Ask the Adoption Medicine Expert: Choosing a Doctor

The right doctor will work with your family to answer all of your questions, address concerns, and provide guidance as you move forward with your adoption journey.

Adoption Medicine: Choosing a Doctor

Q:“We’re adopting internationally. When should we begin working with a pediatrician? Is a specialist our best bet?”

A: Choosing your child’s health care provider is one of the most vital decisions you’ll make as a parent. Adoption and foster care impact countless families, yet most pediatric and family practice residency programs have little or no training on the issues specific to our children. Take your time in finding a doctor who will work with you–answering questions, addressing concerns, providing information–as you go forward in your journey.

Essential First Steps

Even as you prepare your paperwork, a physician can be helpful. There is often information in a child’s prenatal and early medical and social history that indicates special needs. A doctor can review the “Special-Needs Checklist” in your paperwork and help you determine which needs you are best prepared to meet.

A child in long-term orphanage care may be sick at the time of placement. If you’re traveling to meet your child, make sure you can contact the pediatrician while you are abroad, if necessary. Some doctors are willing to give you medications to take on the trip–see if this is possible. If not, ask your doctor to provide you with a list of places where you can get appropriate medical care or obtain medications prescribed by a physician in your child’s country of birth. If you are adopting overseas, see your physician to get any immunizations necessary before you travel. Many vaccines are scheduled to be given over a six-month period, so an early start is important.

If your physician is unfamiliar with travel medicine, find a travel medicine specialist or visit the Centers for Disease Control and Prevention. Sign up for health alerts specific to the country you will be visiting, and read up on proper hygiene practices there. Print out articles you’ve read about health care abroad or about adoption travel medicine–and take them with you to your doctor’s office. Remember, a physician might not be adoption-savvy, but the right one will support your family and help you resolve problems.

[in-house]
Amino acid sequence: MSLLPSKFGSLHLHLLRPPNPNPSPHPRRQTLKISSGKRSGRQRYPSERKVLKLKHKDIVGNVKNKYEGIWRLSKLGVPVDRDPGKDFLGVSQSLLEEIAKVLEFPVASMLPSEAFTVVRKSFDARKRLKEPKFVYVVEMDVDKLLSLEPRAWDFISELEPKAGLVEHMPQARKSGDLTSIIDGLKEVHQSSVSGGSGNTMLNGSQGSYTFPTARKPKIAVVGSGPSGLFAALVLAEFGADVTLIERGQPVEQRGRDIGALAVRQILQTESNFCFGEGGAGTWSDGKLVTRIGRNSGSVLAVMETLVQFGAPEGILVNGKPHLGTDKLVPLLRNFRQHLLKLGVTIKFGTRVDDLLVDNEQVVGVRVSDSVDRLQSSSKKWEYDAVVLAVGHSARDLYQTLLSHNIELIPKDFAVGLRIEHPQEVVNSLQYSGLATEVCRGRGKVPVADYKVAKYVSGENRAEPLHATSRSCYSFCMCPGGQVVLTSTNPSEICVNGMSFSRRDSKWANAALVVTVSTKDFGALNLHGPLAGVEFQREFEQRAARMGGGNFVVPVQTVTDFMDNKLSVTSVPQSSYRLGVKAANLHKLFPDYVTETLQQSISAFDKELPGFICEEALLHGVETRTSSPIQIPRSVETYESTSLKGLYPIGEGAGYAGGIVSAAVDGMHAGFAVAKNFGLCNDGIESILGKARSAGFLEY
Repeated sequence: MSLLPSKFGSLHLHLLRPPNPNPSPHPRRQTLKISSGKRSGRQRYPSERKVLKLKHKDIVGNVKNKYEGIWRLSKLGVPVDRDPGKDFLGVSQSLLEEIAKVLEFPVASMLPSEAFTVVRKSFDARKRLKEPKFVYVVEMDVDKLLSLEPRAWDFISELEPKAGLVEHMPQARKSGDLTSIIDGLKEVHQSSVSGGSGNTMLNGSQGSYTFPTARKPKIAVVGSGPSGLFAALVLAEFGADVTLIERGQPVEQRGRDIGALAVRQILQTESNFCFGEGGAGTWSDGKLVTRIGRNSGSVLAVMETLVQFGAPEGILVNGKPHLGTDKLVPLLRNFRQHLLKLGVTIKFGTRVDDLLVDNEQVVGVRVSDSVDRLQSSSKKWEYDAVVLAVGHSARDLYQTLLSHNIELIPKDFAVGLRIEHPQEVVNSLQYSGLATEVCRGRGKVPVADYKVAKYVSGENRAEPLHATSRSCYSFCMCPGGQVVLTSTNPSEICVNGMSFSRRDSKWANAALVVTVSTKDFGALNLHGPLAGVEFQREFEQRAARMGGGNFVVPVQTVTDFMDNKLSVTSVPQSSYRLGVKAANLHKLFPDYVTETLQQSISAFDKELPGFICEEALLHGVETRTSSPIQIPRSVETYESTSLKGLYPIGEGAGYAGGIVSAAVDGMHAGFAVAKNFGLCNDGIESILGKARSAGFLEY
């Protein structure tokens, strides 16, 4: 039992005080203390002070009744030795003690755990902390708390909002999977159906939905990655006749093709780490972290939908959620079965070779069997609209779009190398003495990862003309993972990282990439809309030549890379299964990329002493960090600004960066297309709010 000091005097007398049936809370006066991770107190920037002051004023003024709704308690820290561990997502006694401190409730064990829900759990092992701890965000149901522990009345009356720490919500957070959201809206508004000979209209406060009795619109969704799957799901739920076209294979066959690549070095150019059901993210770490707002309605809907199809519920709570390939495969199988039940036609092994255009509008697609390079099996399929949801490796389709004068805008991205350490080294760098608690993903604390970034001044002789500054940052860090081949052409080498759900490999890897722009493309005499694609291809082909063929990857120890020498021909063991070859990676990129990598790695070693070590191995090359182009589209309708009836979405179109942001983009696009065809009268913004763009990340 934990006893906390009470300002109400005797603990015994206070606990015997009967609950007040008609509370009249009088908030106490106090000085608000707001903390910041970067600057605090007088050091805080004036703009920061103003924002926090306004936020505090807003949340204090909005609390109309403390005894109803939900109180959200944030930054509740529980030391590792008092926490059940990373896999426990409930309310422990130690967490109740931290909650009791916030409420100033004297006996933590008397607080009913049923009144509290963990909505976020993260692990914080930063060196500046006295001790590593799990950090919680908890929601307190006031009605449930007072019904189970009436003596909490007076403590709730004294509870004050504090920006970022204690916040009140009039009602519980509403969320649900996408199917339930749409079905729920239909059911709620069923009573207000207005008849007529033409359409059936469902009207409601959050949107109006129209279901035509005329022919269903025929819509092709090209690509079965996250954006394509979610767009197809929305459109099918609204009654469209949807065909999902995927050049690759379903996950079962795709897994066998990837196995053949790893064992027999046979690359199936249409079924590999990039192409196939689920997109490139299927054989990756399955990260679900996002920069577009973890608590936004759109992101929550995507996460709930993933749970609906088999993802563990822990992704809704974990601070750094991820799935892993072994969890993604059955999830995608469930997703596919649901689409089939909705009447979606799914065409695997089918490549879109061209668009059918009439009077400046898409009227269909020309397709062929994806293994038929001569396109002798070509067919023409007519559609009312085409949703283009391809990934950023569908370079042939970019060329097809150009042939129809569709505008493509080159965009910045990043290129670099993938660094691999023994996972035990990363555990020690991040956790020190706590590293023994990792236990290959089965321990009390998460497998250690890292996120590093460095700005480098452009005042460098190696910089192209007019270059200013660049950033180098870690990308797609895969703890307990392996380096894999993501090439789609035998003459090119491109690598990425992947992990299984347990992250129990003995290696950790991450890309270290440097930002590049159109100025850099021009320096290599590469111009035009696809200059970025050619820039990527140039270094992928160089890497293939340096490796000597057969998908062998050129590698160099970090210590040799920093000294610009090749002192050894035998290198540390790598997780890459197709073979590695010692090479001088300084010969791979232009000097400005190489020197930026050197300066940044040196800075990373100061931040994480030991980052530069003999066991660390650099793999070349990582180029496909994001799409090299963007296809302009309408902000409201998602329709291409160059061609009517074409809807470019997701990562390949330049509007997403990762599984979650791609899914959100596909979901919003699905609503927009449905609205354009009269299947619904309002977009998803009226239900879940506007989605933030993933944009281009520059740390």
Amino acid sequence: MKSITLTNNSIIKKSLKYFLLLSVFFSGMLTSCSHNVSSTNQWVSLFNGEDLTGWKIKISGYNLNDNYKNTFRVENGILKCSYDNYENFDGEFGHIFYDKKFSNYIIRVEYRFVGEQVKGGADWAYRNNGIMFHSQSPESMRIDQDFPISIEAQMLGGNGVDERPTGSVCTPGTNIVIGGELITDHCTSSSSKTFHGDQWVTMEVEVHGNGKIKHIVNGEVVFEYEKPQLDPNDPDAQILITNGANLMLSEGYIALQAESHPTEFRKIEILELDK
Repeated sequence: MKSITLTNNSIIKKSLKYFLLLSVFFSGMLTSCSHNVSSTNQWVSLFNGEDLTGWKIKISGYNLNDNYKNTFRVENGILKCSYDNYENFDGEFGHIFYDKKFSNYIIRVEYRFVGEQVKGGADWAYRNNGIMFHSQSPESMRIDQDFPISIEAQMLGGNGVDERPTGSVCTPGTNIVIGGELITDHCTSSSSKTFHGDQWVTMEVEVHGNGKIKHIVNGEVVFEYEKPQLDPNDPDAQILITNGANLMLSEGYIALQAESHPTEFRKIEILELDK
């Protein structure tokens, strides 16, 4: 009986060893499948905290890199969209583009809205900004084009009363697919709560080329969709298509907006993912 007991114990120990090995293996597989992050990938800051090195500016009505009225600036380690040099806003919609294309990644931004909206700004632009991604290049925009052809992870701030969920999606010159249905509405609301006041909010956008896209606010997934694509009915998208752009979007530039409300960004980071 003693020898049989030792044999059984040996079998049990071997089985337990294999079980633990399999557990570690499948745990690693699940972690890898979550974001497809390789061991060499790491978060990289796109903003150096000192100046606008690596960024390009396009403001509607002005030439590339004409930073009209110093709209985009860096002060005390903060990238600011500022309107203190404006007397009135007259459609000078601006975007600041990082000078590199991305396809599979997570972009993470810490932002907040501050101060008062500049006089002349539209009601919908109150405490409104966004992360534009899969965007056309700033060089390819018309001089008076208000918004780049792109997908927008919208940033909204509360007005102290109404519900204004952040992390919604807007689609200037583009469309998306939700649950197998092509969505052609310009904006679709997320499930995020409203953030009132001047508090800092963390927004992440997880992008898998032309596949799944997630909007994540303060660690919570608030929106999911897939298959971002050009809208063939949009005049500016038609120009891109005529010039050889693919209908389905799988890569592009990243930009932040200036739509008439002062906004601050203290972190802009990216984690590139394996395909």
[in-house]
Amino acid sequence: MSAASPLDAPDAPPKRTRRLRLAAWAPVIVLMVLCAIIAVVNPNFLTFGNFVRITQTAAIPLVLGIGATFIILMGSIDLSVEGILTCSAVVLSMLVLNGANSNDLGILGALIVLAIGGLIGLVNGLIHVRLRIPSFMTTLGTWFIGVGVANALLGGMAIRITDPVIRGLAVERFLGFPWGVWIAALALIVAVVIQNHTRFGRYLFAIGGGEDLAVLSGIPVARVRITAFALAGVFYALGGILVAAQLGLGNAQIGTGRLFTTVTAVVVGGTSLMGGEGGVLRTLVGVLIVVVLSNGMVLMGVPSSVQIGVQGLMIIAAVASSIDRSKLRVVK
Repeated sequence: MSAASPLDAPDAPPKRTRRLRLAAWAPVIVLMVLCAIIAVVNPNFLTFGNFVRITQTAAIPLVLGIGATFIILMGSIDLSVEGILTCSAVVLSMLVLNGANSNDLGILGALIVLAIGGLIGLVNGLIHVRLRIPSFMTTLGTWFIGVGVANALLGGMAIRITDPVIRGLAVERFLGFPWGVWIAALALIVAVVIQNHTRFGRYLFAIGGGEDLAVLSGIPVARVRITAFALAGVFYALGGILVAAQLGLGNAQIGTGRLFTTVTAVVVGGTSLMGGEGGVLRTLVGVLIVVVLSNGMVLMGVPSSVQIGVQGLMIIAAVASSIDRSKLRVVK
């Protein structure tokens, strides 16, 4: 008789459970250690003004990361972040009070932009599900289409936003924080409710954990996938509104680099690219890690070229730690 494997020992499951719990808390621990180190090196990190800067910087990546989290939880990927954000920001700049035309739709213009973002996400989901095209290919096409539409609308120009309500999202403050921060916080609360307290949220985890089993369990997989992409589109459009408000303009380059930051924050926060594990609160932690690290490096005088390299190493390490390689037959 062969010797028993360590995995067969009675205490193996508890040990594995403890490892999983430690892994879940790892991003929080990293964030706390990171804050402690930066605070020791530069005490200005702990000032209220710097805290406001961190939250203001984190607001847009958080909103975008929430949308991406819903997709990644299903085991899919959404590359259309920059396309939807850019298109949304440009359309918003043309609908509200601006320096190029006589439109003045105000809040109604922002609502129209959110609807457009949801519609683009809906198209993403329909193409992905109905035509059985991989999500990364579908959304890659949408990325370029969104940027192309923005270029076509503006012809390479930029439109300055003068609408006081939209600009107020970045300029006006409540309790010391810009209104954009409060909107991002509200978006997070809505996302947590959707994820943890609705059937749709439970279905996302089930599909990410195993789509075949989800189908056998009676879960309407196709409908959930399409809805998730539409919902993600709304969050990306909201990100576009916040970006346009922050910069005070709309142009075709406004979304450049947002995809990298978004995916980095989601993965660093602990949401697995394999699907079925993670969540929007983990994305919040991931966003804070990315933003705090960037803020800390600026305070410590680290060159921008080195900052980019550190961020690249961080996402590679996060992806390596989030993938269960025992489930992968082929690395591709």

Next Steps and Transitions

Once your child is home, see your pediatrician for a comprehensive evaluation. (This appointment should be made as soon as you have your travel dates.) Many families prefer to work with a doctor who is knowledgeable about adoption. This may be a specialist at a children’s hospital or university, or a primary care physician with adoption expertise. Find a list at the American Academy of Pediatrics Section on Adoption and Foster Care.

Whether you choose a hospital-based specialist or a primary care physician for the initial evaluation, make sure your doctor fits your needs. (It is not necessary for you to see both a specialist and a primary care physician, as the exams will likely duplicate each other.) A specialist should communicate promptly with your primary care doctor about your child’s needs and a recommended vaccine schedule. How and when you transition to the primary care physician will depend on the specialist and on your familiarity with him or her. Some families visit the specialist just once, for a post-adoption evaluation. Others see the specialist for a year or two after their child comes home.

Base your decision to see an adoption specialist on on-call availability, convenient office hours, her ability to partner with you, and whether the specialist resides in your area. If you are unable to find a specialist, ask your social worker and other families to recommend local health care providers with an interest in adoption. Schedule meetings with them, and take along any resources or articles you’ve gathered. (The American Academy of Pediatrics offers a brochure for new adoptive parents to bring to the first check-up.) Most important, choose a physician who recognizes that adoptees have special needs and require a comprehensive evaluation. If a doctor doesn’t believe referrals or testing is needed, look for another doctor.

Whether your child has special needs, or seems to be developing as predicted by the baby books, monitor your family/doctor relationship as your child ages. With the right physician, you can work together to address any of your child’s health issues–and ensure that she thrives as she grows!

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